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Power over MIDI

25 Jun 2013
Progress: Completed

I bought an Evolution MK-149. Due to its being from an earlier decade, it was most cheap. One of the more interesting things about it is it claimed to be powered over the included midi cable - that is, the old 15-pin joystick port.

The DA-15 connector, the joystick port before USB existed.

Midi only uses two wires to send its balanced signal down the 5-pin DIN cable, so using the extra wires for power isn't uncommon. I, however, have not had a joystick port since my SB Live card burnt out, and would be using the absolute cheapest Midi-to-USB cable possible.

The keyboard needs only 5V so it should be possible to power it over USB. After probing the 15 pin cable, though, I found it only used three wires: +5V, 0V, and Midi Data (not balanced). The two usual midi pins were unconnected.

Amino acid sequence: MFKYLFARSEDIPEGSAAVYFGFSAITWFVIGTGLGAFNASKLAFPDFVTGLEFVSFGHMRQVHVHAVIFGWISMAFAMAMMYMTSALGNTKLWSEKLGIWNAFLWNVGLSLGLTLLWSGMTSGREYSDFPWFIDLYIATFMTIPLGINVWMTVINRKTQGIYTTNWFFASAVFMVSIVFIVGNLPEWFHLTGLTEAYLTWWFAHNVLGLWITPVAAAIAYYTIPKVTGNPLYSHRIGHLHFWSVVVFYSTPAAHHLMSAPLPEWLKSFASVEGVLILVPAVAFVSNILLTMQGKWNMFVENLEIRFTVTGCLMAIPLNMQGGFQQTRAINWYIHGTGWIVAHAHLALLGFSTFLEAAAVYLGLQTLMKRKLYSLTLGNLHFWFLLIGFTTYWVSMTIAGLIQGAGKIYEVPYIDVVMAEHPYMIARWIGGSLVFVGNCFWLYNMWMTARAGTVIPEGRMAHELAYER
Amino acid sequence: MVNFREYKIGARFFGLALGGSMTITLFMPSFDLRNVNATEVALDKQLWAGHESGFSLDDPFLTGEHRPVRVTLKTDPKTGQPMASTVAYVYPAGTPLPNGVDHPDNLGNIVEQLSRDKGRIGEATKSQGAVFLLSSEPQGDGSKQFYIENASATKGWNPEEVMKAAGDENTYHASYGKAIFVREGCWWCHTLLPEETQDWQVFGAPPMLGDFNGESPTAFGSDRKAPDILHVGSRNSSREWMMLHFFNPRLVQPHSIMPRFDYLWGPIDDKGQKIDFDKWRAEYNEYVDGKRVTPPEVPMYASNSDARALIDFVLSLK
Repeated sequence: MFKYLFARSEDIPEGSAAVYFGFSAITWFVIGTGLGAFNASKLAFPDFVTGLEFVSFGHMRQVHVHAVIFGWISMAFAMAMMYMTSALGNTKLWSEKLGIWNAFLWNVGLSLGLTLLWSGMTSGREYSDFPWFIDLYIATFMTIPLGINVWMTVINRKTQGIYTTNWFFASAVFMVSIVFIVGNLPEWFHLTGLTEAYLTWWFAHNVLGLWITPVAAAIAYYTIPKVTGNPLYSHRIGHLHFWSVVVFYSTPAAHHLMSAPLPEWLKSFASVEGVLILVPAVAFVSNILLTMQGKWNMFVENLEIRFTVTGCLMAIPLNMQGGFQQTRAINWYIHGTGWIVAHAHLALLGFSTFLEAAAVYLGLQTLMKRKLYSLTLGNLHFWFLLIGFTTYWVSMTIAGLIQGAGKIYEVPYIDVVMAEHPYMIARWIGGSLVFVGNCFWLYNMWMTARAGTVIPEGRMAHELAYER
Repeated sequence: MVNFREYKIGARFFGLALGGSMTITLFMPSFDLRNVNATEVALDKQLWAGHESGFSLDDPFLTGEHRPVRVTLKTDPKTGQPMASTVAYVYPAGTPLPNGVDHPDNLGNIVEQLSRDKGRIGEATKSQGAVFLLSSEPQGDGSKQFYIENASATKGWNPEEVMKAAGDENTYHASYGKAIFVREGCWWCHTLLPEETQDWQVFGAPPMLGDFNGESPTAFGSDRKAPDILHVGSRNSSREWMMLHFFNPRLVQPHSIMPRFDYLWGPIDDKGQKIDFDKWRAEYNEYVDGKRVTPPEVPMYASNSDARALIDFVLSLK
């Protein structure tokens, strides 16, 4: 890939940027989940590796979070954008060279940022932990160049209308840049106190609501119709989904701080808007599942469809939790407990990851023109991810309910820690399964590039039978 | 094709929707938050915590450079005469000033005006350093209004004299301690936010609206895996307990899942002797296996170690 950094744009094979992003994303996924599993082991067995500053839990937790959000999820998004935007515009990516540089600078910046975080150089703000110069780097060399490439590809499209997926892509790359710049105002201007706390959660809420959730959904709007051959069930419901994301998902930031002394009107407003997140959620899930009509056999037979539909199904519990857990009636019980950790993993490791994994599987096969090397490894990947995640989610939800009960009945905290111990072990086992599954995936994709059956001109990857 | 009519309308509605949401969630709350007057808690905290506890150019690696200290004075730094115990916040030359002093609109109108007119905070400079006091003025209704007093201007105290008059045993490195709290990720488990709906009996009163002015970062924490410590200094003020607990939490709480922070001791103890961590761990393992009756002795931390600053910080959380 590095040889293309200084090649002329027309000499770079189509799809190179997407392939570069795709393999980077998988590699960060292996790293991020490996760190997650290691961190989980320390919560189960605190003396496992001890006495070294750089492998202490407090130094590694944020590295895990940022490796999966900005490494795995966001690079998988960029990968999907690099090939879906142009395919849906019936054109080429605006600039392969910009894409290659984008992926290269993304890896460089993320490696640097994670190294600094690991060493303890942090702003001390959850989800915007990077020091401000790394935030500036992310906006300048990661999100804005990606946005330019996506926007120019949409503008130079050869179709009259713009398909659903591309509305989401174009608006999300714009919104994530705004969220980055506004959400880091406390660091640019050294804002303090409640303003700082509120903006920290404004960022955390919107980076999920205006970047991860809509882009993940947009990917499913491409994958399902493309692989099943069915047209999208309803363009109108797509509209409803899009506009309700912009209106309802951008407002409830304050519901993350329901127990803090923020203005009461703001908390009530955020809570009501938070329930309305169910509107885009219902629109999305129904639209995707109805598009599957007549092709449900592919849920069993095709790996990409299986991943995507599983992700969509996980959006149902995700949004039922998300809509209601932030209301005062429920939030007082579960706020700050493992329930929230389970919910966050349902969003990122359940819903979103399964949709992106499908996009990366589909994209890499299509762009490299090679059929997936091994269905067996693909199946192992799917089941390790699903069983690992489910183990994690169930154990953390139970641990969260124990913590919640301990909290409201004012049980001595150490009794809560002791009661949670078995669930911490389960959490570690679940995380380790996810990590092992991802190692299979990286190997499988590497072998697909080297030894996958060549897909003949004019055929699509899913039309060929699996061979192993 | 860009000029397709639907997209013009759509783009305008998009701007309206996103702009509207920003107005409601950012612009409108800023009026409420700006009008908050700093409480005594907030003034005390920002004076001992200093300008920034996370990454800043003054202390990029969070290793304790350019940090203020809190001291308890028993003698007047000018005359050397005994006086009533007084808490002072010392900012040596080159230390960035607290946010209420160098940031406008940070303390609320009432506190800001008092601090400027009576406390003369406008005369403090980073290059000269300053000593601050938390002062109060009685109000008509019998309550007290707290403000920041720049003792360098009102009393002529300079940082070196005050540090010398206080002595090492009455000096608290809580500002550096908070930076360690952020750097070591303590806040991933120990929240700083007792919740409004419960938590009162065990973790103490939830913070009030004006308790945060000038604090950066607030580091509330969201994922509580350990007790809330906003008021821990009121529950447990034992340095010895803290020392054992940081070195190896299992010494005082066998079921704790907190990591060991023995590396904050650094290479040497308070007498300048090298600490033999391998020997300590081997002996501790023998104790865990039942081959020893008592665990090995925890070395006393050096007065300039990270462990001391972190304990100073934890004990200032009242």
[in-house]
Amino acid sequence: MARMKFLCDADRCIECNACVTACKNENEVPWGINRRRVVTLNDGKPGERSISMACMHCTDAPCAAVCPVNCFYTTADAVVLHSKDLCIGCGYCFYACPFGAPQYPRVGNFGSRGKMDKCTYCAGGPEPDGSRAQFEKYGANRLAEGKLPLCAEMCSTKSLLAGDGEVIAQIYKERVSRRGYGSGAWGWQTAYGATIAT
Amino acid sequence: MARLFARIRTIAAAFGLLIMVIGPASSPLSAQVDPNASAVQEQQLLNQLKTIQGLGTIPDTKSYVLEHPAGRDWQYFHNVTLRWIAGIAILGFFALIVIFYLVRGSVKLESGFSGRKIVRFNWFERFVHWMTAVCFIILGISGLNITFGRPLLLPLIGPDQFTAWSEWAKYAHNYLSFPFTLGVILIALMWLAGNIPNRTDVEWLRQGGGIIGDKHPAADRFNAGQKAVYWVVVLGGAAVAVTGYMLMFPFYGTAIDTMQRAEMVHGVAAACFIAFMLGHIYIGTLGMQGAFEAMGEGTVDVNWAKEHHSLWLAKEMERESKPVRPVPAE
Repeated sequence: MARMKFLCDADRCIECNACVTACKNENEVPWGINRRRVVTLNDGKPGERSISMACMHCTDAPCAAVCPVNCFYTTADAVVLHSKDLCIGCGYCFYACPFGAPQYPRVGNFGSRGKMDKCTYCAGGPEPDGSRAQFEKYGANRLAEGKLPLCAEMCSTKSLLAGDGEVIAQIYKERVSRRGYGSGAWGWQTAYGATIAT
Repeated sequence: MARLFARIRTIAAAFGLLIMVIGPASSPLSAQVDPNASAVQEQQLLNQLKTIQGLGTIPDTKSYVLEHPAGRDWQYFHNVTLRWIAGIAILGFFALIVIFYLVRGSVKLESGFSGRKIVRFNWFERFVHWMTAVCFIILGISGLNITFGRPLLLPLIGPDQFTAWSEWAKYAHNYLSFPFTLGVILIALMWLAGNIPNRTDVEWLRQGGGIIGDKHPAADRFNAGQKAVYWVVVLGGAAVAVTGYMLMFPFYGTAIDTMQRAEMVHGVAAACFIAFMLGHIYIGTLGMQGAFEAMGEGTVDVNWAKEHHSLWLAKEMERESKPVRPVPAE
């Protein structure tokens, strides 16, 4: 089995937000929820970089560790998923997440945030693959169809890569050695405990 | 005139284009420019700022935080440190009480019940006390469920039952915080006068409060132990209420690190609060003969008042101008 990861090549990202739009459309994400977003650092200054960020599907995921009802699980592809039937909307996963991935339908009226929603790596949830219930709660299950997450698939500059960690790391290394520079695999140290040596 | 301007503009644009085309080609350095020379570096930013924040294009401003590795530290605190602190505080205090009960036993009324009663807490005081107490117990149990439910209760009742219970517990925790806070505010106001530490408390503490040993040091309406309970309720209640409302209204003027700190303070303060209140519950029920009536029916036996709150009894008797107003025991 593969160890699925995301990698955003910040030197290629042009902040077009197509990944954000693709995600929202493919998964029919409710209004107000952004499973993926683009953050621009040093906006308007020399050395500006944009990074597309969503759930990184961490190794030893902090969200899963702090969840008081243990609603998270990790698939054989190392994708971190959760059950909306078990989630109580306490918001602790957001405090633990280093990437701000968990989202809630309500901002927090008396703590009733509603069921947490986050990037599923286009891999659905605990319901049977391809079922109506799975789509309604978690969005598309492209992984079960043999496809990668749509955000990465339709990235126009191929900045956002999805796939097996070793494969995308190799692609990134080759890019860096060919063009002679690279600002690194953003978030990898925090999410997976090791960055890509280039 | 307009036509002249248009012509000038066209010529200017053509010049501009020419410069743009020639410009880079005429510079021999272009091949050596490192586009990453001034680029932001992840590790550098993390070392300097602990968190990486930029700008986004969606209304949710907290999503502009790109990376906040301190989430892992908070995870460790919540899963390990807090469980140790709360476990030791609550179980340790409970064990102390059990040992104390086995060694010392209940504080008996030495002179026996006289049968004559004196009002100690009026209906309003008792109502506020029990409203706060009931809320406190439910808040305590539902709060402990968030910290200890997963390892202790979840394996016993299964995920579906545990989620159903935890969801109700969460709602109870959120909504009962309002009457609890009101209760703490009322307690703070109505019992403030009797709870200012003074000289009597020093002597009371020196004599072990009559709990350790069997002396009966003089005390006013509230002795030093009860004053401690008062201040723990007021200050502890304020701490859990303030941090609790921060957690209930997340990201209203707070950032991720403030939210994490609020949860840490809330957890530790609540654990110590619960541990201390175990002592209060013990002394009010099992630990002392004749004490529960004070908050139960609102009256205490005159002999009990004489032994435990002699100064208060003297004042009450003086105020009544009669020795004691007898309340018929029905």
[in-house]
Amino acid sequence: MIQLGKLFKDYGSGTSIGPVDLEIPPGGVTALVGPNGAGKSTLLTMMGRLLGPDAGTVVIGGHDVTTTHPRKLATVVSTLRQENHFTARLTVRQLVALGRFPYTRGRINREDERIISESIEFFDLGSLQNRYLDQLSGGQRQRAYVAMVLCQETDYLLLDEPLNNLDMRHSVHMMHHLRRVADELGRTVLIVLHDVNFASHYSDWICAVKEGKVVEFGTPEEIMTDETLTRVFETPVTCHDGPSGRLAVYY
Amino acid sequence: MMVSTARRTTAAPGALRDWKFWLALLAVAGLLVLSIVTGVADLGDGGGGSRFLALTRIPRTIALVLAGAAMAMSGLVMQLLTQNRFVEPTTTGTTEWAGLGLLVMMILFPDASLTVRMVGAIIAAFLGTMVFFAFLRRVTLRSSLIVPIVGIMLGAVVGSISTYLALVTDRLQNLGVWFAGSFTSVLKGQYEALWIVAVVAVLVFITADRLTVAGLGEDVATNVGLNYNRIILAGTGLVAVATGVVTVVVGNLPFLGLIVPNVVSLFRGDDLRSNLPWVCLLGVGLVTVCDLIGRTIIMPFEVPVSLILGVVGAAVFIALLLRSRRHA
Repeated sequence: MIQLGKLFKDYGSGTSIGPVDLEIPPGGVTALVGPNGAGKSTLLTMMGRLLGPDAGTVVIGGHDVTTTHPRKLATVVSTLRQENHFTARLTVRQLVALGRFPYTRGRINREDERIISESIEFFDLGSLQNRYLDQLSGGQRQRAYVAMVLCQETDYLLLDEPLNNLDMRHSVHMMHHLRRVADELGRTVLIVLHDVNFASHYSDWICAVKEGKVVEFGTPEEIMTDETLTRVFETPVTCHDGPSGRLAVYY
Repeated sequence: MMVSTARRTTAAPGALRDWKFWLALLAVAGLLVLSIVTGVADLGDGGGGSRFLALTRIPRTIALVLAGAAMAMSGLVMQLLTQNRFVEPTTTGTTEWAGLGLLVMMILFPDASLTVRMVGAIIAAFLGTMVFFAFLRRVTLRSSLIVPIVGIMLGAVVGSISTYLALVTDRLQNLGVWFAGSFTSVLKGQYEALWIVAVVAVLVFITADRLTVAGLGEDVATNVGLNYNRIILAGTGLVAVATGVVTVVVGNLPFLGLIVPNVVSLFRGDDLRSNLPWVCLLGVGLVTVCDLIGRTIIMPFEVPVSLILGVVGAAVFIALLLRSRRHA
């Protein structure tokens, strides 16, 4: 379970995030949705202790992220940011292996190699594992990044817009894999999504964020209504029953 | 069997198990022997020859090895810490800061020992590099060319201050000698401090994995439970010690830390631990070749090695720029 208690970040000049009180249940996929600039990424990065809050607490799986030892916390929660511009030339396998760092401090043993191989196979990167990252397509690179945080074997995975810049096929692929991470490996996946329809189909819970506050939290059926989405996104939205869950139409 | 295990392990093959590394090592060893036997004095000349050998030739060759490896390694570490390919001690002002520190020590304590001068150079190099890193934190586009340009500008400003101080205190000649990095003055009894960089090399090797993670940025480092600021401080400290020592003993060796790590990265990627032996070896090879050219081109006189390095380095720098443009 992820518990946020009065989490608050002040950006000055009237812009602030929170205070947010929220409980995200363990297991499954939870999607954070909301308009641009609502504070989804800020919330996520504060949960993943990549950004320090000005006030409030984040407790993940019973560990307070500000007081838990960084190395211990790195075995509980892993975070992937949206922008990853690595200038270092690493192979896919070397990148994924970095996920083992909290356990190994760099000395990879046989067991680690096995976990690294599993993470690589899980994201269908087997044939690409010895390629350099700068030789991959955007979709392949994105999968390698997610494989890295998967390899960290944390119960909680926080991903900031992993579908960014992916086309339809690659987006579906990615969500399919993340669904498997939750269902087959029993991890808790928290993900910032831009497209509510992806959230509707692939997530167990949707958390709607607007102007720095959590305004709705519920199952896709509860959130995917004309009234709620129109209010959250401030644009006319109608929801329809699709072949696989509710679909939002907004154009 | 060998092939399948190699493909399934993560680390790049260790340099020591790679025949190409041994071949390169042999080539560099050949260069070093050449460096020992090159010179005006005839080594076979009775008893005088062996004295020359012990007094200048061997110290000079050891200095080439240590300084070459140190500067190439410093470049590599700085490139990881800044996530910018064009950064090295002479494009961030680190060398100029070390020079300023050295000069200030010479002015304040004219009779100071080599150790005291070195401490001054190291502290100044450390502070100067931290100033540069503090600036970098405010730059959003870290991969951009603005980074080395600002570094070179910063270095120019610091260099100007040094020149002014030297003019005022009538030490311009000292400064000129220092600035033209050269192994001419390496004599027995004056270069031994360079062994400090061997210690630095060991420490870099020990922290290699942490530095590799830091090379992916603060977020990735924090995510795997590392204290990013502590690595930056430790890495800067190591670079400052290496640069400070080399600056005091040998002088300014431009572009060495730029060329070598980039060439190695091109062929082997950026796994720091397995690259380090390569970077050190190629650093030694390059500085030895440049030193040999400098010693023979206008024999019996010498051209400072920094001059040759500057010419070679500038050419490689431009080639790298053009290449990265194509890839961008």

MIDI DIN connector

I suppose I could have 'balanced' the midi data against the earth connection, but this would either mean crippling the keyboard or crippling the Midi-to-USB cable, and I plan to use both of them, separately, with other Midi gear.

The solution was to have two midi inputs to the USB cable. One is the original with its two wires carrying a balanced midi signal, for use as an ordinary Midi-to-USB cable. The other is the exclusive Power-over-Midi cable using the three wires that were connected in the Joystick cable. The 5V and ground are connected directly to the incoming USB wire. The Midi data is connected to the output pin of the opto-isolator. The fact the opto-isolator has been bypassed shouldn't be a problem as both circuits are being powered from the USB source.

Soldering directly to the output of the optoisolator

Cutout in enclosure to allow extra cable

So there you have it - a simple, satisfying hack that allows an older keyboard to be powered over USB, while both bits of kit still have full functionality with standard Midi equipment. Neat.

USB MIDI adapter with extra cable added